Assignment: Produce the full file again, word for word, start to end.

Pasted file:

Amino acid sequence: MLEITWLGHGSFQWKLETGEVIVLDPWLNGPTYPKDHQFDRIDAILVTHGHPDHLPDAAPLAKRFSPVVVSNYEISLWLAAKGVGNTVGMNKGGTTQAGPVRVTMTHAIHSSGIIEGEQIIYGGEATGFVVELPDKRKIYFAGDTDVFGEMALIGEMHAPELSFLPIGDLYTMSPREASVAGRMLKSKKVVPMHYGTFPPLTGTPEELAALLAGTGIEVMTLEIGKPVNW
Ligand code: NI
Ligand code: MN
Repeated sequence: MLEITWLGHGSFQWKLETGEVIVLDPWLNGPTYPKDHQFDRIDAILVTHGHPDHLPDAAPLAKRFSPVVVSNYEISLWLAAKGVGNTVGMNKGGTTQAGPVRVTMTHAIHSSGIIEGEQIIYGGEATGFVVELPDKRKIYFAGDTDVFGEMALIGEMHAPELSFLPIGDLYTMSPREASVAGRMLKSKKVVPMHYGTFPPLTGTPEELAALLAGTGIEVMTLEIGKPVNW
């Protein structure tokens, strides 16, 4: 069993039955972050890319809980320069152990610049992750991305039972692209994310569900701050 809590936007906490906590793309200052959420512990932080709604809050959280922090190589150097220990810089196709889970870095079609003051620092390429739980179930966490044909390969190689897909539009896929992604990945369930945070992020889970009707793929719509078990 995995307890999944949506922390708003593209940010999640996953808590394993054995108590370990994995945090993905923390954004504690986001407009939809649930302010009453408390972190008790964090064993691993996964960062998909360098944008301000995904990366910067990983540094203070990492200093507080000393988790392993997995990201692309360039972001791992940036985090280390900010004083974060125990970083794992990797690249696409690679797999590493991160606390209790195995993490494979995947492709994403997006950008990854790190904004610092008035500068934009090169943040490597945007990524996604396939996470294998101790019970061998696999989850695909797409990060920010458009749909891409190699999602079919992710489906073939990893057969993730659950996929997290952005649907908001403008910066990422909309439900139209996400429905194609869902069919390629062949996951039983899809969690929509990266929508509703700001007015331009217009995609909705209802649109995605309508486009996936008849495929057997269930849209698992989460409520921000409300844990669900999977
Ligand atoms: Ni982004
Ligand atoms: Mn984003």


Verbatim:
Amino acid sequence: MLEITWLGHGSFQWKLETGEVIVLDPWLNGPTYPKDHQFDRIDAILVTHGHPDHLPDAAPLAKRFSPVVVSNYEISLWLAAKGVGNTVGMNKGGTTQAGPVRVTMTHAIHSSGIIEGEQIIYGGEATGFVVELPDKRKIYFAGDTDVFGEMALIGEMHAPELSFLPIGDLYTMSPREASVAGRMLKSKKVVPMHYGTFPPLTGTPEELAALLAGTGIEVMTLEIGKPVNW
Ligand code: NI
Ligand code: MN
Repeated sequence: MLEITWLGHGSFQWKLETGEVIVLDPWLNGPTYPKDHQFDRIDAILVTHGHPDHLPDAAPLAKRFSPVVVSNYEISLWLAAKGVGNTVGMNKGGTTQAGPVRVTMTHAIHSSGIIEGEQIIYGGEATGFVVELPDKRKIYFAGDTDVFGEMALIGEMHAPELSFLPIGDLYTMSPREASVAGRMLKSKKVVPMHYGTFPPLTGTPEELAALLAGTGIEVMTLEIGKPVNW
């Protein structure tokens, strides 16, 4: 069993039955972050890319809980320069152990610049992750991305039972692209994310569900701050 809590936007906490906590793309200052959420512990932080709604809050959280922090190589150097220990810089196709889970870095079609003051620092390429739980179930966490044909390969190689897909539009896929992604990945369930945070992020889970009707793929719509078990 995995307890999944949506922390708003593209940010999640996953808590394993054995108590370990994995945090993905923390954004504690986001407009939809649930302010009453408390972190008790964090064993691993996964960062998909360098944008301000995904990366910067990983540094203070990492200093507080000393988790392993997995990201692309360039972001791992940036985090280390900010004083974060125990970083794992990797690249696409690679797999590493991160606390209790195995993490494979995947492709994403997006950008990854790190904004610092008035500068934009090169943040490597945007990524996604396939996470294998101790019970061998696999989850695909797409990060920010458009749909891409190699999602079919992710489906073939990893057969993730659950996929997290952005649907908001403008910066990422909309439900139209996400429905194609869902069919390629062949996951039983899809969690929509990266929508509703700001007015331009217009995609909705209802649109995605309508486009996936008849495929057997269930849209698992989460409520921000409300844990669900999977
Ligand atoms: Ni982004
Ligand atoms: Mn984003």